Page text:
triangulate adj : composed of or marked with triangles
1 divide into triangles or give a triangular form to; "triangulate the piece of cardboard"
2 measure by using trigonometry; "triangulate the angle"
3 survey by triangulation; "The land surveyor worked by triangulating the plot"
- to locate by means of triangulation
- to pit two others against each other in order to achieve a
desired outcome or to gain an advantage; to "play both ends against
- It is one thing to triangulate between the United States and the Arab world for short-term advantage; quite another to find oneself alienated from the heretofore supportive Americans without finding commensurate gratitude from the Middle East.
- Victor Davis Hanson,
In trigonometry and geometry, triangulation is the process of finding coordinates and distance to a point by calculating the length of one side of a triangle, given measurements of angles and sides of the triangle formed by that point and two other known reference points, using the law of sines.
In the figure at right, the third angle of the triangle (call it θ) is known to be 180 − α − β, since the sum of the three angles in any triangle is known to be 180 degrees. The opposite-side for this (the third) angle is l, which is a known distance. Since, by the law of sines, the ratio sin(θ)/l is equal to that same ratio for the other two angles α and β, the lengths of any of the remaining two sides can be computed by algebra. Given either of these lengths, sine and cosine can be used to calculate the offsets in both the north/south and east/west axes from the corresponding observation point to the unknown point, thereby giving its final coordinates.
Some identities often used (valid only in flat or euclidean geometry):
- α, β and distance AB are already known
- C can be calculated by using the distance RC or MC:
- RC: Position of C can be calculated using the Law of Sines
Now we can calculate AC and BC
Last step is to calculate RC via
- RC=AC \cdot \sin\alpha
- RC=BC \cdot \sin\beta
- MC can be calculated using the Law of Cosines and the Pythagorean theorem
- MR=AM-RB=\left(\frac\right)-\left(BC \cdot \cos\beta\right)
Triangulation is used for many purposes, including surveying, navigation, metrology, astrometry, binocular vision, model rocketry and gun direction of weapons.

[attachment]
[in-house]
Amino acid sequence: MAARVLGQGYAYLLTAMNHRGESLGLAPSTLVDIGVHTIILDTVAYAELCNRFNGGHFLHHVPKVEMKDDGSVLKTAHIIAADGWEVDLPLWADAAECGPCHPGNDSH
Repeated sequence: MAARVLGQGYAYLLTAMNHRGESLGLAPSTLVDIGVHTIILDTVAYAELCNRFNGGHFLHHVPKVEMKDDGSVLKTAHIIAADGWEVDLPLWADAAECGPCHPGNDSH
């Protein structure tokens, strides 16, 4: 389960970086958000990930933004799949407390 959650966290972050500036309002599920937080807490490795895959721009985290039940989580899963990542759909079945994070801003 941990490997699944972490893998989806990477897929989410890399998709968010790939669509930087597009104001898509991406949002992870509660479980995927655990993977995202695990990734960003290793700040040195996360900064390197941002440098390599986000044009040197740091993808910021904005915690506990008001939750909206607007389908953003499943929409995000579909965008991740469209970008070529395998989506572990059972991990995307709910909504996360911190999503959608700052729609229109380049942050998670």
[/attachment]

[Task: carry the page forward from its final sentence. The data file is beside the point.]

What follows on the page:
Many of these surveying problems involve the solution of large meshes of triangles, with hundreds or even thousands of observations. Complex triangulation problems involving real-world observations with errors require the solution of large systems of simultaneous equations to generate solutions.
Famous uses of triangulation have included the retriangulation of Great Britain.
triangulate in Bulgarian: Триангулация
triangulate in Czech: Triangulace
triangulate in German: Triangulation (Geodäsie)
triangulate in Spanish: Triangulación
triangulate in French: Triangulation
triangulate in Croatian: Triangulacija
triangulate in Indonesian: Triangulasi
triangulate in Italian: Triangolazione
triangulate in Hebrew: טריאנגולציה
triangulate in Hungarian: Háromszögelés
triangulate in Dutch: Driehoeksmeting
triangulate in Norwegian: Triangulering
triangulate in Polish: Triangulacja (geodezja)
triangulate in Russian: Триангуляция
triangulate in Slovenian: Triangulacija
triangulate in Swedish: Triangulering
allocate, appraise, appreciate, assay, assess, assign, calculate, calibrate, caliper, check a parameter, collocate, compute, deploy, dial, dispose, divide, emplace, estimate, evaluate, fathom, fix, gauge, get a fix, graduate, home in on, install, localize, locate, measure, mensurate, mete, meter, navigate, pace, pin down, pinpoint, place, plumb, position, prize, probe, put in place, quantify, quantize, rate, situate, size, size up, sound, span, spot, step, survey, take a reading, valuate, value, weigh, zero in on